Spotify’s Your Music feature is fantastic but just won’t play nicely with my Sonos system, almost certainly because I’ve got too many tracks saved in my library for Sonos to be able to handle in one go. This is how I’ve got around this problem…
What is Spotify’s Your Music feature?
Your Music is a Spotify feature which allows you to “own” a virtual collection of singles and albums. You can add any track, album (or indeed artist or playlist) to your own Your Music library by saving it within Spotify. This enables you to build up your own iTunes-style collection of “your own” music that you especially like, making it easy to find and play. Adding tracks to Your Music does not cost anything (in addition to any Spotify subscription you may have) – it is really just a way of organising songs/albums.
For a more detailed explanation, see this really useful blog article.
What’s the problem with it on Sonos?
One of the things I really like about Your Music is that when you’re not quite sure what to listen to, or you want a more varied listening experience, you can go to the Songs library within Your Music, press Play and then listen to songs randomly picked from your library. It’s very much the same thing as going to play your entire music collection on an iPod (remember them?).
This works great on the desktop and mobile Spotify apps, but for me at least, it’s not so great in Sonos. This is almost certainly because I’ve got thousands of tracks saved in Your Music. Sonos effectively treats this as a playlist, but quickly becomes overwhelmed by the sheer number of tracks it is being asked to process. Or at least, that’s what I assume is happening. So whilst Sonos usually plays nicely with Spotify, whenever I try to listen to my Your Music selection, it gives up and goes home.
What’s the solution?
The problem (I assume) is that Sonos is trying to put together a playlist of several thousand tracks, and it just can’t cope with a playlist that big. In reality, of course, I don’t need to listen to several thousand tracks in one go – especially when you think that an hour’s continuous listening is usually somewhere around 16-17 tracks.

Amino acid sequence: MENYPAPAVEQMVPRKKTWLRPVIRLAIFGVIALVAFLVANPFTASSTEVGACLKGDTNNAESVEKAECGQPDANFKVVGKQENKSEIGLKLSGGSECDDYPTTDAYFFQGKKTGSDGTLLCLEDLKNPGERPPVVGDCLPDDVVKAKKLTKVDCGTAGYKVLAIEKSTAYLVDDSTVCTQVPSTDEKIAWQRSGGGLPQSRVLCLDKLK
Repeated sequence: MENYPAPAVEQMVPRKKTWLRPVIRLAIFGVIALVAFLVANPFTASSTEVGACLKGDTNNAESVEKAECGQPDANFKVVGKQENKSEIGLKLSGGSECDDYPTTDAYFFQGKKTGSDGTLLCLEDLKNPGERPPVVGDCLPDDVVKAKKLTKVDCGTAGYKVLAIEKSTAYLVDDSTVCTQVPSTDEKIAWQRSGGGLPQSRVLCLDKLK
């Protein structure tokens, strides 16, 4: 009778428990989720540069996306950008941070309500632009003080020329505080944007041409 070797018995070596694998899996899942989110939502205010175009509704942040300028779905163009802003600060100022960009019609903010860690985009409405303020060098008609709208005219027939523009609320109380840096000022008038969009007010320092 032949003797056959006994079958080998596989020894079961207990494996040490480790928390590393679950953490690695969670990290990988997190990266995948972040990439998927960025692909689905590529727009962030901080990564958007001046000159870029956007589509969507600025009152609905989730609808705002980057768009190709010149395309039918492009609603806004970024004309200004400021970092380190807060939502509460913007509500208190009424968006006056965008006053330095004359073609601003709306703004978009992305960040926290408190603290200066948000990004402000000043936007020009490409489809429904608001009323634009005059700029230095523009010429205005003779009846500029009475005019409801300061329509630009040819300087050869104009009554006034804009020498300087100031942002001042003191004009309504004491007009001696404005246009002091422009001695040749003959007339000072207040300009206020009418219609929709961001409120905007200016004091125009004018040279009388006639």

So my workaround solution is to use the Spotify desktop app to create a special “Your Music Selection” playlist that I can update regularly.
To do this, I go onto the desktop app, navigate to the Songs tab in Your Music and press ‘Play’. I then go to the Play Queue, where there should be 50 or so tracks lined up waiting to be played, all randomly picked from my music collection. I then select all of these and drag them to my “Your Music Selection” playlist. Once it has all synced to the server, that playlist is then available to play from my Sonos, or indeed any other Spotify device.
Once I’ve listened to it, I can go through the same procedure to replace the tracks in my playlist with new ones.
What if I want to listen to more than 50 tracks?
Easy. Just go through the above procedure twice, adding the second lot of songs to the “Your Music Selection” playlist without first deleting the old ones. Repeat as necessary.
Does this workaround help in any other circumstances?
Absolutely. The other area it particularly helps me is when wanting to listen to Your Music when out and about without using up my mobile data allowance. Here’s how:
- Create a playlist as set out in the steps above.
- On your mobile device and whilst still connected to WiFi, toggle the “Available offline” button and download the playlist to your device.
- Ta da! Your playlist is available for offline listening without using mobile data.
Now, if your mobile device has loads of available storage, and you are happy to sync the whole of your Your Music collection onto it, you may not need this workaround. But if like me you’re more restricted, then this is a great way to deal with the problem.